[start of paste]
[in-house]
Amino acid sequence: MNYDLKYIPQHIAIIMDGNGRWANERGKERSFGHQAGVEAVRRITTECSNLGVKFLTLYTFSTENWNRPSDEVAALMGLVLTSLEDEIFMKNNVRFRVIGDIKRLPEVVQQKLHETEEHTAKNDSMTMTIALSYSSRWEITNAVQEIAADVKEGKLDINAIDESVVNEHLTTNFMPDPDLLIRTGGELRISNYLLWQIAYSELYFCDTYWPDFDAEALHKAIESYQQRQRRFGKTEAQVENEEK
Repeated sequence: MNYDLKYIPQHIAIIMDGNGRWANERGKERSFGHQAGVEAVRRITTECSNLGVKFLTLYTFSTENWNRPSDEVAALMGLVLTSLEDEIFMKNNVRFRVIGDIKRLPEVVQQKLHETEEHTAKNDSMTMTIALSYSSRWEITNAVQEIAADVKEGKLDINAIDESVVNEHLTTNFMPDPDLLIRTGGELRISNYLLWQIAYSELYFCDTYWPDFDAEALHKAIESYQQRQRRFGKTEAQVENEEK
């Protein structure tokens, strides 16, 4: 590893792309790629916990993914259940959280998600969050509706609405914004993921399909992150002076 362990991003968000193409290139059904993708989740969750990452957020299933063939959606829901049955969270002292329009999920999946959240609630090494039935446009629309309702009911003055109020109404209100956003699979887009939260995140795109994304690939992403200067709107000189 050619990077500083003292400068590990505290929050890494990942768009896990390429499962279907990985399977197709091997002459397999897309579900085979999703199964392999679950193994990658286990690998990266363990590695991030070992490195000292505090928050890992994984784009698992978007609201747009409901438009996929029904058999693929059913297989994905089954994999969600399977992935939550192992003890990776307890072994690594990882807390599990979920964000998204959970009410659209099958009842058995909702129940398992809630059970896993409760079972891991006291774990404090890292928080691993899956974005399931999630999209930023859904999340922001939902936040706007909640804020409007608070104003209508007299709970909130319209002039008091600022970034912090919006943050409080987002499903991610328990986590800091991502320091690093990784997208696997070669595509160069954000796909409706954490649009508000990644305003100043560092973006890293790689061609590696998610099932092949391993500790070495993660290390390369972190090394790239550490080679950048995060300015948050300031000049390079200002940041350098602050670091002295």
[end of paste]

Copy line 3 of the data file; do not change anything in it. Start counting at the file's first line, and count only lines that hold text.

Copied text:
Repeated sequence: MNYDLKYIPQHIAIIMDGNGRWANERGKERSFGHQAGVEAVRRITTECSNLGVKFLTLYTFSTENWNRPSDEVAALMGLVLTSLEDEIFMKNNVRFRVIGDIKRLPEVVQQKLHETEEHTAKNDSMTMTIALSYSSRWEITNAVQEIAADVKEGKLDINAIDESVVNEHLTTNFMPDPDLLIRTGGELRISNYLLWQIAYSELYFCDTYWPDFDAEALHKAIESYQQRQRRFGKTEAQVENEEK